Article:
After the Seattle Storm won the franchise’s third WNBA championship in 2018, a repeat in 2019 wasn’t out of the question. Breanna Stewart—the Storm’s first overall pick in 2016—was the league’s MVP during the regular season and WNBA finals. Veteran point guard Sue Bird was an All-Star and remained a vital player in Seattle’s lineup.
However, misfortune struck and completely shifted the trajectory of Seattle’s 2019 season. Stewart suffered an Achilles injury during a Euroleague game in April 2019, while Bird announced she would undergo knee surgery in May 2019. As a result, both Storm superstars missed the entire 2019 season, leaving big shoes to fill on the court.
Despite two significant holes in the team’s lineup, Seattle finished the season with a respectable 18-16 record. As the playoffs’ sixth seed, the Storm defeated the Minnesota Lynx in the first round but were then defeated by the Los Angeles Sparks in round two.
Several players had impressive performances for Seattle in 2019, such as Natasha Howard winning Defensive Player of the Year. Respectively, Jordin Canada and Alysha Clark received All-Defensive First and Second Team honours, while Jewell Loyd was an All-Star for a second consecutive season.
With the return of Stewart and Bird in 2020, the Storm are unquestionable contenders for the WNBA championship. Unlike most other teams around the league, Seattle’s lineup features both star power and depth. Assuming there isn’t a considerable number of players who opt out due to COVID-19, the Storm should be heavily favoured by most.
As for new additions, the Storm’s 2019 first-round pick Ezi Magbegor will make her WNBA debut. The New Zealand-born Australian won her second WNBL Youth Player of the Year award last season. Seattle also added Epiphanny Prince and Morgan Tuck—a former teammate of Stewart at the University of Connecticut—during the off-season.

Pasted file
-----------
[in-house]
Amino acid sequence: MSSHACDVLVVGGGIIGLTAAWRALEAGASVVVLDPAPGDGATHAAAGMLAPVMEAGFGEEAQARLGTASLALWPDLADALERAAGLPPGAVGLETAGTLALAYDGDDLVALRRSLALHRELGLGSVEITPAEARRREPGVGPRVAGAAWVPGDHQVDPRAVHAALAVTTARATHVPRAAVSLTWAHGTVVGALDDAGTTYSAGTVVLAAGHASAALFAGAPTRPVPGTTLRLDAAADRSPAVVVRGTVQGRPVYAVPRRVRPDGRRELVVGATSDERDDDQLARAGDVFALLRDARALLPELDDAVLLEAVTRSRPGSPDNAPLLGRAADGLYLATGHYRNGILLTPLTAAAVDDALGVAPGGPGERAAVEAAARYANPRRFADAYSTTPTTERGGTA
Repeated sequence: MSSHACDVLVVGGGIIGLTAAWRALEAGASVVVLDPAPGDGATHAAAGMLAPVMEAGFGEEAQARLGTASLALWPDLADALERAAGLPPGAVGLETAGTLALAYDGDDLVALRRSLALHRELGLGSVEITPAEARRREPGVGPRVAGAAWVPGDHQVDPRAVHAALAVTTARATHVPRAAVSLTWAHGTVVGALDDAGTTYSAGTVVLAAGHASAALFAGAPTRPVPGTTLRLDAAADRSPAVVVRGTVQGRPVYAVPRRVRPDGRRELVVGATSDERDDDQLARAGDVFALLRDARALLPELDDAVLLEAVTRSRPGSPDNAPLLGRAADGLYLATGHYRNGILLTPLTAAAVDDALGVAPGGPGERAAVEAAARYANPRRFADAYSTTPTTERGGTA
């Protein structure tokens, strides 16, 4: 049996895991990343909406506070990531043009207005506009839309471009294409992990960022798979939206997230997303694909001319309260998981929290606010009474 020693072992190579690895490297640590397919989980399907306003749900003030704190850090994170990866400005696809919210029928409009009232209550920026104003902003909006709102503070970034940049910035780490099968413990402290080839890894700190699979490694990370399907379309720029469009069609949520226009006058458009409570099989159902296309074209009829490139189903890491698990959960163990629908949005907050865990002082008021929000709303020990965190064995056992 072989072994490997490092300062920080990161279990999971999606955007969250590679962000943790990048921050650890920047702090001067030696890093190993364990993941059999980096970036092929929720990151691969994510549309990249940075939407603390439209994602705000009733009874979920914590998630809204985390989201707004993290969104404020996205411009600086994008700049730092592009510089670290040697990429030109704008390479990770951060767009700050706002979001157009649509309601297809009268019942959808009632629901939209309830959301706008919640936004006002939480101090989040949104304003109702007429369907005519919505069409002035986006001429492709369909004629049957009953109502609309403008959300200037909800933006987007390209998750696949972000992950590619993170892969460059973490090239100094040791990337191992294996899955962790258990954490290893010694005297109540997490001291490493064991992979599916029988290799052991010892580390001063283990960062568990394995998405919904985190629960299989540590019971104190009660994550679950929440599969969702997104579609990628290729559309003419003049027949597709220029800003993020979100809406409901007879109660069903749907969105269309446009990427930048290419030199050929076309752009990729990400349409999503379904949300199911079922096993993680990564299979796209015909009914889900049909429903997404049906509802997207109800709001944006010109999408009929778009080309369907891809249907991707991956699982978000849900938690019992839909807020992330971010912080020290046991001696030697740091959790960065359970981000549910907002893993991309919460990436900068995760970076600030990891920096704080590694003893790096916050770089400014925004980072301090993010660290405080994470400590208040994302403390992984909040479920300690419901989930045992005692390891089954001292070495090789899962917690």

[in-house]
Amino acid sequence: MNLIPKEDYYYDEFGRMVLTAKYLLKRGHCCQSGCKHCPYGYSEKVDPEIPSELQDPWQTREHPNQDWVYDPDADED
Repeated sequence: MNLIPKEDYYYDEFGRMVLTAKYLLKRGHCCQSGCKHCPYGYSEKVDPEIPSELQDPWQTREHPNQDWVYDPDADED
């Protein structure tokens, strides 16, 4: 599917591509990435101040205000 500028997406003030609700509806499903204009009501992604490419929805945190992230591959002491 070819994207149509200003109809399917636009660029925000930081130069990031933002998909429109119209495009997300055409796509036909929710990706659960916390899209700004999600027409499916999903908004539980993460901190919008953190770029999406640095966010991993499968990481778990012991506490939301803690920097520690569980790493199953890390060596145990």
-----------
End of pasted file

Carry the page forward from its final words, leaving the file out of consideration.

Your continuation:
One confirmed absence due to COVID-19 is head coach Dan Hughes, who’s at a higher risk if he contracts the virus following his recent battle with cancer. Just like last season, assistant coach Gary Kloppenburg will take on Hughes’ role for the time being. Kloppenburg’s assistant coaching career with the Storm dates back to the early 2000s.
In response to increased awareness of social injustice in the United States, the WNBA and WNBPA launched the Social Justice Council. It will serve a crucial role this season and going forward by creating a platform—The Justice Movement—to continue discussions about race, LGBTQ+ advocacy, gun control and other social issues.
Stewart will serve on the Social Justice Council, with the WNBA dedicating its opening weekend to Black Lives Matter. From Jul. 25 to Sept. 11, the WNBA’s season will take place at IMG Academy in Bradenton, Flda. Seattle begins its season on opening day at noon ET against 2020 first-overall pick Sabrina Ionescu and the New York Liberty.
Throughout a 22-game schedule, more than half of Seattle’s games will receive national audiences on ESPN, ABC and CBS Sports. With Stewart and Bird returning—along with a terrific supporting cast—the Storm will be must-watch television this summer.
Featured photo credit: Elaine Thompson/Hartford Courant.